Barack Obama is offering a plan to provide health care for every American and calls on government, businesses and consumers to share the costs of the program.
Obama said putting in place universal health coverage has been debated for decades, but the time has finally come to act. He said his plan could save the average consumer $2,500 (EUR1,858) a year and bring health care to all.
"The time has come for universal, affordable health care in America," Obama said in remarks prepared for delivery at the unveiling of his plan Tuesday in Iowa City.
A copy of his remarks and documents describing the program were obtained by The Associated Press.
Under Obama's proposal, everyone would be able to obtain health insurance, and the Illinois senator would create a National Health Insurance Exchange to monitor insurance companies in offering the coverage. In essence, Obama's plan retains the private insurance system but injects additional money into the system to pay for the expanded coverage.
Those who cannot afford coverage would get a subsidy on a sliding scale depending on their income, and virtually all businesses would have to share in the cost of coverage for their workers. The plan that would be offered would be similar to the one covering members of Congress.
His package would prohibit insurance companies from refusing coverage because of pre-existing conditions.
"My plan begins by covering every American. If you already have health insurance, the only thing that will change for you under this plan is that the amount of money you will spend on premiums will be less," Obama said. "If you are one of 45 million Americans who don't have health insurance, you will after this plan becomes law."
In addition to broadening coverage, Obama called for a series of steps to overhaul the current health care system. He would spend more money boosting technology in the health industry such as electronic record-keeping, put in place better management for chronic diseases and create a reinsurance pool for catastrophic illnesses to take the burden of their costs off of other premium payers.
His plan also would save by ending the expensive care for the uninsured when they get sick.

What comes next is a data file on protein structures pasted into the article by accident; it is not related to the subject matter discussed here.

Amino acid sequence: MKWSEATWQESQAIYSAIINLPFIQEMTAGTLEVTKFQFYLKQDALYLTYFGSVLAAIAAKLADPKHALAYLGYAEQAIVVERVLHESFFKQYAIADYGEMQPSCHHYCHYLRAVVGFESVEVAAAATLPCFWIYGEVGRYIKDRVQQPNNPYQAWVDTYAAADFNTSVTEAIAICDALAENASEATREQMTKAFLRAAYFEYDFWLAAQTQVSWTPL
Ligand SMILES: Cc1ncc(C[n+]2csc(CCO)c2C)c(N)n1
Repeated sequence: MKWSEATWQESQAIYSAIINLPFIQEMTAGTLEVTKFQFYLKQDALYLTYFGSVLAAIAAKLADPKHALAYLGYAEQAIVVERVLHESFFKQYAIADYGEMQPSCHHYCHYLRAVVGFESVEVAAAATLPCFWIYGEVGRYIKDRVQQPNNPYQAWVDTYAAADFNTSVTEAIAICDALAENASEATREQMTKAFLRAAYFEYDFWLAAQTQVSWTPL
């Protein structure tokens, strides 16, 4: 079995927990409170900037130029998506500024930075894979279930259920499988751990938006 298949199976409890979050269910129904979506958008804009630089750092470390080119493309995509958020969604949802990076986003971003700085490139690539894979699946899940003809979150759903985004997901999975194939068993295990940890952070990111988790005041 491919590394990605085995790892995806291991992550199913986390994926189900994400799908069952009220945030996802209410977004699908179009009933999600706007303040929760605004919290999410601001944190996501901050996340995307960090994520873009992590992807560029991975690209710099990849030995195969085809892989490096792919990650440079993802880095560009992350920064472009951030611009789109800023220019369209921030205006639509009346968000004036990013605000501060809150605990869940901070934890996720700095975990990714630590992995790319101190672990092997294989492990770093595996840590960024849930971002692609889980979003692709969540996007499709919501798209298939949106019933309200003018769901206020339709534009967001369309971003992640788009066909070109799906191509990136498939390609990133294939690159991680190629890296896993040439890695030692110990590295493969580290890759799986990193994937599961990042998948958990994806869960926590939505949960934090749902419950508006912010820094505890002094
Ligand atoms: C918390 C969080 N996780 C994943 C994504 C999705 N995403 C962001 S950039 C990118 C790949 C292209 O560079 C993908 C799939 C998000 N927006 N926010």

In all, Obama said, the typical consumer would save $2,500 (EUR1,858) a year. The plan also would put a heavy focus on preventing disease through lifestyle changes.
Obama conceded that the cost of the program would be high, while not providing a specific number.
"To help pay for this, we will ask all but the smallest businesses who don't make a meaningful contribution to the health coverage of their workers to do so to support this plan," said Obama. "And we also will repeal the temporary Bush tax cut for the wealthiest taxpayers."
Unveiling the proposal marks a crucial step for Obama. Serving in his first term as a senator, Obama often is criticized as not having the experience to be a serious candidate for the party's nomination.
Some also see him as offering more style than substance, and he's clearly hoping that spelling out a detailed plan to offer health care for all will deflect those criticisms. Polls also have shown that voters rank health care as among their top concerns.
Obama says that's the message he's getting on the campaign trail virtually everywhere he goes. He said the current system that's left 45 million people - including 9 million children - without health insurance goes against the nation's basic instincts.
"That is not who we are. We are not a country that rewards hard work and perseverance with bankruptcies and foreclosures," said Obama. "We are not a country that allows major challenges to go unsolved and unaddressed while our people suffer needlessly."
Obama said he would seek to use his presidential campaign as a vehicle to build momentum for changes in the health care system, allowing him to break a gridlock that's lasted since Harry Truman was president.
"In the richest nation on Earth, it is simply not right that the skyrocketing profits of the drug and insurance industries are paid for by the skyrocketing premiums that come from the pockets of the American people," he said.
Obama said several states already had taken up health care initiatives on their own. These states would be allowed to retain programs they've crafted, as long as they meet the minimum standards he proposes.
"Every year candidates offer up detailed plans with great fanfare, only to see them crushed under the weight of Washington politics and drug and insurance industry lobbying once the campaign is over," said Obama. "Well, this cannot be one of those years."